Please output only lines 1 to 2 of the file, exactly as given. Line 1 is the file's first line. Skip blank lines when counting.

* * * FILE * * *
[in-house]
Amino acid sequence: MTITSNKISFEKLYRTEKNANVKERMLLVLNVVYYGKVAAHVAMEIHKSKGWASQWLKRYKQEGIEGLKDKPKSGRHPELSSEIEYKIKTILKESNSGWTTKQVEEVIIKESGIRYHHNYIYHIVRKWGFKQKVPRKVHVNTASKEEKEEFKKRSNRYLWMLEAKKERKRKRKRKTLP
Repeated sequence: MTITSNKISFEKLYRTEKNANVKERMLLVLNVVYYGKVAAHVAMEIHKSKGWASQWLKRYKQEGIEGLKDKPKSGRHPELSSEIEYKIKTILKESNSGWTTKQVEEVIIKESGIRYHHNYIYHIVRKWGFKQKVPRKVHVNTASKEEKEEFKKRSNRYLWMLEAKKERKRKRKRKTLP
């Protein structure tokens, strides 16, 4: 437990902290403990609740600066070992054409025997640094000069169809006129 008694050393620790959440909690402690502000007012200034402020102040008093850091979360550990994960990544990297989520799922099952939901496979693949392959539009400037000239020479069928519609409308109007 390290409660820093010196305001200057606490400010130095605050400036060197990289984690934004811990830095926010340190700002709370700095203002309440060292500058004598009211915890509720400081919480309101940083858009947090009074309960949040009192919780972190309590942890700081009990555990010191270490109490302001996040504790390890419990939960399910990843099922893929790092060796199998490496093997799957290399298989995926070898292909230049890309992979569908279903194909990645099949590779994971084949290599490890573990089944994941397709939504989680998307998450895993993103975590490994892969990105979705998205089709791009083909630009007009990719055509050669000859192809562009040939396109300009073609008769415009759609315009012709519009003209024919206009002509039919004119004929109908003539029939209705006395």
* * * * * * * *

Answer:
[in-house]
Amino acid sequence: MTITSNKISFEKLYRTEKNANVKERMLLVLNVVYYGKVAAHVAMEIHKSKGWASQWLKRYKQEGIEGLKDKPKSGRHPELSSEIEYKIKTILKESNSGWTTKQVEEVIIKESGIRYHHNYIYHIVRKWGFKQKVPRKVHVNTASKEEKEEFKKRSNRYLWMLEAKKERKRKRKRKTLP